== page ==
Tuesday, August 31, 2010

Succulents and Some Poppy Seeds

I put together a pot of succulents in shades of grey this year. The cuttings came from plants I had growing under fluorescent lights over the winter. I believe these are Escheveria, or some close relative. They are certainly not winter hardy, but you can grow as many plants as you want from tip cuttings or even from a single leaf stuck in some potting soil. Dear resident-lawnmower-man bought me this concrete pot this spring.

The gray plants and gray pot look rather modern and edgy, which is not really my usual garden theme, though it was unique. The only problem is that the pot has no hole in the bottom, so I have to tip it on its side every time it rains. I do keep it next to the house, where it gets little rain, but it still manages to collect some rainwater, which would otherwise drown the plants. Maybe it has a future life as an indoor pot or under the covered deck.

Thalictrum rochebrunianum 'Lavender Mist' (Meadow Rue) is finishing its blooming season. These tall hardy perennials do self-seed quite a bit, so this year I made a point of removing spent blooms. I let some seedlings grow at the back of the beds, but these narrow, 4 to 6-foot-tall plants just look silly at the front of the beds.

The annual poppies (Papaver rhoeas) are still flowering around the edges of the dense thicket of poppies that arose from the generous puddle of seeds left from last year's plants. RLM collected a jar of seeds from these, knowing all the requests we've had from friends and family who would also like to grow them!

On the other hand, the annual breadseed poppies (P. somniferum) are long finished, with their seeds pods just drying up now. I ripped most of them out before this stage, as they turn brown after flowering and don't offer any attractive features in the foliage department. Besides, they do self-seed over-generously. I leave just enough to produce a few plants for next year, and hopefully still get a few lemon-poppy seed loaves.

It seems that some folks in British Columbia like these flowers so much that they grew 3 acres of them in Chilliwack, BC and then got in some hot water with the law this past month. One gets the feeling that these aren't just overly-exuberant garden-bloggers hoping to create a beautiful sea of poppy flowers to admire and photograph. Or perhaps, they were planning on making LOTS of lemon poppy-seed loaves.

However, the part that really made me laugh was the television reporter's comment at the end of the piece, saying that "this operation demonstrates that it is actually possible to grow poppies in Canada", as if that was a feat never before known to any Canadian. It is an annual flower! You could probably even grow two crops a year in southwestern BC (which I suspect, as that crop wasn't even as mature as my own flowers up here in the north). Anyone who can grow a petunia or potted geranium could easily grow a poppy. I would guess this reporter probably hasn't ever owned a houseplant (you know THOSE kind of people...). Only time will tell if large-scale poppy-growing becomes a new craze among Canadians.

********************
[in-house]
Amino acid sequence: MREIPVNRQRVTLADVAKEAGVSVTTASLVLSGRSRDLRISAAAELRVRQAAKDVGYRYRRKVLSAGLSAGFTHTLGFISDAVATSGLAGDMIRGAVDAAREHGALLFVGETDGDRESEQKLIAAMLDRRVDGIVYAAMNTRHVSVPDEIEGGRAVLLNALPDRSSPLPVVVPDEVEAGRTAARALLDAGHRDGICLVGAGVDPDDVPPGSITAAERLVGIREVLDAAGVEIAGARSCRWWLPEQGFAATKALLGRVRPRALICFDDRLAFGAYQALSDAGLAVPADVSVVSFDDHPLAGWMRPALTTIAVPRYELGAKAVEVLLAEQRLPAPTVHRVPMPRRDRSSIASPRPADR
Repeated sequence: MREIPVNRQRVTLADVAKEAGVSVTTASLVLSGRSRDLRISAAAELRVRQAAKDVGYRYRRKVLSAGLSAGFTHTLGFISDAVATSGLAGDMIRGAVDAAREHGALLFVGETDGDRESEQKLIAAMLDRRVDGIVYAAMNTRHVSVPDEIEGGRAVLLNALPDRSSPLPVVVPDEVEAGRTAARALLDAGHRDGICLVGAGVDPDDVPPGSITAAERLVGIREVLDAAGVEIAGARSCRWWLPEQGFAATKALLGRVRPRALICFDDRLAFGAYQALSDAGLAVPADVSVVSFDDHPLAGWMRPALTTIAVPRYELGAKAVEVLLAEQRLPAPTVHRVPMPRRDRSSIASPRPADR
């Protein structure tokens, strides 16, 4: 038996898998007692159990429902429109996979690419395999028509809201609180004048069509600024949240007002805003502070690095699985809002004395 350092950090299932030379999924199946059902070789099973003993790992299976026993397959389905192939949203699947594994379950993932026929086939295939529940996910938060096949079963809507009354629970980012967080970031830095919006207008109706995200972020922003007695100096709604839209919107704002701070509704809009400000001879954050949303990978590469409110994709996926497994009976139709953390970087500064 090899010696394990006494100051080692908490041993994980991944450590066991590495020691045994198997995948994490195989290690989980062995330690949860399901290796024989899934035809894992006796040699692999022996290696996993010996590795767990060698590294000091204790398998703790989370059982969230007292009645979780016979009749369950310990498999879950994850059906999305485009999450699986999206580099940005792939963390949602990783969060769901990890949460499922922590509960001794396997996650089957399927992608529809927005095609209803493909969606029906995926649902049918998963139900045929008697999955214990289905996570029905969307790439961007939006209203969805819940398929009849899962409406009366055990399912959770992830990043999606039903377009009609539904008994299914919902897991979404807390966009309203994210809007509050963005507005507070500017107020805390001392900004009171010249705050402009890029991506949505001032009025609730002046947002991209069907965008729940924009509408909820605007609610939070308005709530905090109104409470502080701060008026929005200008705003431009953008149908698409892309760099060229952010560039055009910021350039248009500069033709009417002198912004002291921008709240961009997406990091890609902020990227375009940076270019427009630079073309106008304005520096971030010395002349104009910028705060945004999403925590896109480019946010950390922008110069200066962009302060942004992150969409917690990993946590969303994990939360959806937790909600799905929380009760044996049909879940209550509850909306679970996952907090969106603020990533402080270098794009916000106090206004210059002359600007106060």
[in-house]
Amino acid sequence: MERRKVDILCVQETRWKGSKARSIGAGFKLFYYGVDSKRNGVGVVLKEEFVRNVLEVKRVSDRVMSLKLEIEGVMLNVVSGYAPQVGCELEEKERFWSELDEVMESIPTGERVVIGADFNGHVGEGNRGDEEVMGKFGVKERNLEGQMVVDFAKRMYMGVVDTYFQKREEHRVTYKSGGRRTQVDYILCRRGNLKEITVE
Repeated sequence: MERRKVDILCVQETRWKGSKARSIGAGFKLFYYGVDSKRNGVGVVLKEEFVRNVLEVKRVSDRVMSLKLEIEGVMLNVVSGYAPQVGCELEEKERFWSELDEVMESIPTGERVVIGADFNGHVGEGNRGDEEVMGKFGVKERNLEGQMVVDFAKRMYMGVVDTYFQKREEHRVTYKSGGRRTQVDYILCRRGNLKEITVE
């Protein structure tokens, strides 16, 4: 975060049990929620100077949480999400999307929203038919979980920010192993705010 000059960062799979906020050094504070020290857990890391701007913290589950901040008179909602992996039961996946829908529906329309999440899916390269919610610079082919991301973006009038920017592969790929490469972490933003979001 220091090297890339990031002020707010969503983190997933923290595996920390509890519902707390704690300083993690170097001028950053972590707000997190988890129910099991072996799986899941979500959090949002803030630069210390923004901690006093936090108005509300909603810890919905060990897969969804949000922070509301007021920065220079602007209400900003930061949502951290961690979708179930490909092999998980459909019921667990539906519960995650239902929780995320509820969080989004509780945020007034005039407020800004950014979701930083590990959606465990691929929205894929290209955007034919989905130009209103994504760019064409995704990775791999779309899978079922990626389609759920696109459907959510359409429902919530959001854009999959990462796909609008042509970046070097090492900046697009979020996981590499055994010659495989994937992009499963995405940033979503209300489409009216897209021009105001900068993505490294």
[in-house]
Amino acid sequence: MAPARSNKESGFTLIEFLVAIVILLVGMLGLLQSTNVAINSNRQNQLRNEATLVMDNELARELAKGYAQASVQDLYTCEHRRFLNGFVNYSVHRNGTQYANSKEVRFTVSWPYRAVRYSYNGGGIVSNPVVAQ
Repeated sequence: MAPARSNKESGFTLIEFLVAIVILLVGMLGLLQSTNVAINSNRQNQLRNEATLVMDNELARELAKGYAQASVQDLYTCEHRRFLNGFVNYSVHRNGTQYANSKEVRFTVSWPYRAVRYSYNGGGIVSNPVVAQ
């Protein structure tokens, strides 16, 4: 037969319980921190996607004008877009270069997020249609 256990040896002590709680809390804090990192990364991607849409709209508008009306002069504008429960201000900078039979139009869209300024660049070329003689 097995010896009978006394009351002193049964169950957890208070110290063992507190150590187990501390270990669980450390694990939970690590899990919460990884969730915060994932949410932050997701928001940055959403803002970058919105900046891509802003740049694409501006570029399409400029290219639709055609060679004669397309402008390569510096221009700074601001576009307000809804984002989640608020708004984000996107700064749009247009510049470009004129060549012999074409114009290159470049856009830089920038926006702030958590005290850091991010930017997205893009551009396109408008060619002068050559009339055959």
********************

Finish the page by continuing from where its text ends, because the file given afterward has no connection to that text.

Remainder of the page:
Sunday, August 01, 2010

Later Summer Perennials

Just like the early back-to-school sales and early displays of winter coats, the late summer's offerings of flowers are here already. Although, I am sure that they are early this year.

Scabiosa caucasica (I have pale blue and these white ones) are in bloom this weekend:

These scabiosa have sprawling plants that sometimes are hard to distinguish from grassy weeds. They also do self-seed a bit. I don't really mind though, as these are in the back of the raised bed, which is by no means a formal flower garden.

I lost my established lupine plants over the past winter, but there were a few seedlings, some of which are making some late-season blooms. I have preserved all of the yellow lupine (Lupinus polyphyllus "Gallery Yellow") seedlings, transplanting them all about, and so hope to have lots of these pretty yellow spires in the garden next year.

A very reliable perennial in this area is Aconitum napellus, or monkshood. It can produce flowers in various shades of purple/blue/white, and all parts of the plant are deadly poisonous. It's a great replacement for the tall blue delphiniums, now that those flowers have gone to seed or been blown to pieces by summer storms.
Aconitum napellus:

In the forest around town, the wild blueberries are in peak season right now. There is nothing better than a generous handful of those berries on your bowl of cereal in the morning!